Peoples Geography — Reclaiming space

Creating people's geographies

Gaza: The disengagement is actually formaldehyde By George Bisharat

Information Clearing House 17 August 2006

With the spotlight on Lebanon, another Middle East milestone is passing largely unnoticed. However, its lessons are just as important. A year ago this week, Israel began implementing its unilateral Gaza disengagement plan — yet the region is beset by violence. Why did withdrawal of 8,500 Jewish settlers from Gaza lead to more conflict? Can Israel withdraw from Arab territories without inviting attack?

Last August, Gaza Palestinians greeted disengagement with both cautious hope and cynicism. They relished freedom from the daily humiliations of military occupation. Students longed to study, children to frolic on the beach, and entrepreneurs to build businesses. Yet many also saw disengagement as an expression of racial preference for Jews. Israel could not annex the Gaza Strip without absorbing 1.4 million Palestinians, thus jeopardizing its status as a Jewish state.

Israel marketed disengagement to Americans as a step toward peace, but Palestinians remembered the October 2004 comment of Dov Weisglass, adviser to former Israeli Prime Minister Ariel Sharon: “The disengagement is actually formaldehyde. It supplies the amount of formaldehyde that’s necessary so that there will not be a political process with the Palestinians.”

Why would Israeli politicians subvert negotiations with Palestinians? Perhaps because no Palestinian leader could agree to Israel’s planned takeover of Jerusalem and much of the West Bank.

Thus, the Gaza “disengagement” plan is also the Jerusalem and West Bank “expansion” plan. The number of Israelis settling in the West Bank this year exceeds the number withdrawn from Gaza.

Further conflict, therefore, was inevitable.

Moreover, while Israel decolonized Gaza, its military occupation continues. Israel still controls the entry and exit of people and goods into the region, patrols its coast and airspace, oversees its water, fuel, electric utilities, and sewage, and enters it with military forces at will. Under international law, “effective control” determines whether a territory is occupied.

Since the January Palestinian elections, hailed as the fairest in the Arab world, Israel has strived to undermine the Hamas-led Palestinian Authority, withholding $50 million to $60 million monthly in tax revenues owed to the authority. The U.S. and European Union have followed, halting aid to the Palestinians until the Hamas government renounces violence, recognizes Israel and pledges to honor prior agreements of the Palestinian Authority. Hamas has not yet bowed but has repeatedly signaled willingness to negotiate.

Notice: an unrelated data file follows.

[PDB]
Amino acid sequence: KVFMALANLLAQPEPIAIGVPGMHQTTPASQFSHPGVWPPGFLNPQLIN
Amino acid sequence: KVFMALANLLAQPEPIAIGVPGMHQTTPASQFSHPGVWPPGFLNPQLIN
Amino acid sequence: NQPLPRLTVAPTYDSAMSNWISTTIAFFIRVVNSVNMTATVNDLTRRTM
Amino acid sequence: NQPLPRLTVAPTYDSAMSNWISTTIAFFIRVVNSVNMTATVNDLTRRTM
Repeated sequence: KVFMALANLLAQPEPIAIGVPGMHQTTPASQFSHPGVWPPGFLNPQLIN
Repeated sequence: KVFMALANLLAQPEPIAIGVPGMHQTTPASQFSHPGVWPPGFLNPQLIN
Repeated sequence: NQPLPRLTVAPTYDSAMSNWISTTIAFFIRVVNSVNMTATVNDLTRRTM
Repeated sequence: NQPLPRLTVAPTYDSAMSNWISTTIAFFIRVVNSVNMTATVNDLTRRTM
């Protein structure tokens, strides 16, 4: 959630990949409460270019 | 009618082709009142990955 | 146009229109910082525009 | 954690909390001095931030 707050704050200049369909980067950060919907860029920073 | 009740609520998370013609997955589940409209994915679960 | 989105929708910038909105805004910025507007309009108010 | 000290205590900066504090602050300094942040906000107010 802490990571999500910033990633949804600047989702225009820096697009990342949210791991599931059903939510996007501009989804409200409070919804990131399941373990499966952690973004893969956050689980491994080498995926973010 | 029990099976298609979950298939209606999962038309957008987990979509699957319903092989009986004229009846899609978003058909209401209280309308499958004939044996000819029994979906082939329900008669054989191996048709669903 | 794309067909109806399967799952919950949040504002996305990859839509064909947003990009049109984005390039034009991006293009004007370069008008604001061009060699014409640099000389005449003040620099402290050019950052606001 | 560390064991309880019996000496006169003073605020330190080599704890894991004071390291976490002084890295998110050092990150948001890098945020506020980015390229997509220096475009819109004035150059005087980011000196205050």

Of course Hamas should not just halt violence — it had suspended military operations for 17 months, until June — it should also renounce it. But shouldn’t the same standard apply to both parties? Shouldn’t recognition and respect for prior agreements be reciprocally required of Israel, which denies Palestinian national rights and regularly violates the Oslo accords?

Palestinian civil servants have gone without salaries since January. Gazans have suffered serious deterioration in nutrition and health. The special U.N. rapporteur on conditions in the occupied Palestinian territories warned in June of an impending humanitarian crisis, saying, “In effect, the Palestinian people have been subjected to economic sanctions — the first time that an occupied people have been so treated.”

On June 24, Israeli troops entered Gaza and abducted Dr. Osama Muantar and his brother, Mustafa, alleging they were members of Hamas. The two joined some 9,000 Palestinian prisoners languishing in Israeli jails. Many have not been charged with a crime and more than 100 are minors.

The following day, Palestinian groups attacked an Israeli army post, killing two soldiers and capturing a third.

Since then, Israel has laid siege to the Gaza Strip, closing it to travel and trade and abducting 64 Hamas officials, including Cabinet ministers and parliamentary representatives. Its jets have bombed roads, bridges, government buildings, Gaza’s main electrical generating plant, homes, fields, orchards, workshops, and offices. To date, 184 Palestinians have been killed, including 42 children, while another 650 have been wounded.

In 1982, Israel withdrew from the Sinai Peninsula as part of a comprehensive peace agreement with Egypt. Twenty-four years of peace on that border followed. But unilateral redeployments that only shift the character of Israeli control over Palestinian lives will never yield such results. Unilateralism — wherein the legitimate interests of the other party are ignored — is the flaw, not withdrawal.

Would Americans remain quiescent if a neighboring power sealed our borders and airspace, suffocated our economy, expanded into our most desirable lands and attempted to throttle our democratically elected government?

We should counsel Israel to abandon unilateralism and unremitting violence against civilians. Negotiations based on respect for international law and equal rights offer the only way to lasting peace.

George Bisharat, a professor of law at Hastings College of the Law in San Francisco, writes frequently on the Middle East. His e-mail is [email protected].

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